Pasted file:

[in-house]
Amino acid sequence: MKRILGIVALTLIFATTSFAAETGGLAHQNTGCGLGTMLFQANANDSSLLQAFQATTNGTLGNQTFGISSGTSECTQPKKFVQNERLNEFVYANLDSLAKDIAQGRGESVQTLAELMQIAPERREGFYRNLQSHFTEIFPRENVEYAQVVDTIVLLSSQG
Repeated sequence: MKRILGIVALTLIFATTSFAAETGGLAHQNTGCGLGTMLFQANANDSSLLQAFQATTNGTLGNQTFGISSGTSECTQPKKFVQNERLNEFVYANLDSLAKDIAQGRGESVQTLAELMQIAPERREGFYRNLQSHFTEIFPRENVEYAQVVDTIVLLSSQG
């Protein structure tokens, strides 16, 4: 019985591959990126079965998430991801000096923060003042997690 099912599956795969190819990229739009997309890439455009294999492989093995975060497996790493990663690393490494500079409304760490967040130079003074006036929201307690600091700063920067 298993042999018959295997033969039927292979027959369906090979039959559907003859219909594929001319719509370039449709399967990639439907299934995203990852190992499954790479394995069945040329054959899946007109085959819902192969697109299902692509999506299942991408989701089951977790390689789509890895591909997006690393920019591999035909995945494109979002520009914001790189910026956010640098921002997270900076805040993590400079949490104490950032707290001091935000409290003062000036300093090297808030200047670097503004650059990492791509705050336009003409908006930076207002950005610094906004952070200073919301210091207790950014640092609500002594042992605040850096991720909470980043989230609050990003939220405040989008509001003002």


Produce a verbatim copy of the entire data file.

[in-house]
Amino acid sequence: MKRILGIVALTLIFATTSFAAETGGLAHQNTGCGLGTMLFQANANDSSLLQAFQATTNGTLGNQTFGISSGTSECTQPKKFVQNERLNEFVYANLDSLAKDIAQGRGESVQTLAELMQIAPERREGFYRNLQSHFTEIFPRENVEYAQVVDTIVLLSSQG
Repeated sequence: MKRILGIVALTLIFATTSFAAETGGLAHQNTGCGLGTMLFQANANDSSLLQAFQATTNGTLGNQTFGISSGTSECTQPKKFVQNERLNEFVYANLDSLAKDIAQGRGESVQTLAELMQIAPERREGFYRNLQSHFTEIFPRENVEYAQVVDTIVLLSSQG
């Protein structure tokens, strides 16, 4: 019985591959990126079965998430991801000096923060003042997690 099912599956795969190819990229739009997309890439455009294999492989093995975060497996790493990663690393490494500079409304760490967040130079003074006036929201307690600091700063920067 298993042999018959295997033969039927292979027959369906090979039959559907003859219909594929001319719509370039449709399967990639439907299934995203990852190992499954790479394995069945040329054959899946007109085959819902192969697109299902692509999506299942991408989701089951977790390689789509890895591909997006690393920019591999035909995945494109979002520009914001790189910026956010640098921002997270900076805040993590400079949490104490950032707290001091935000409290003062000036300093090297808030200047670097503004650059990492791509705050336009003409908006930076207002950005610094906004952070200073919301210091207790950014640092609500002594042992605040850096991720909470980043989230609050990003939220405040989008509001003002």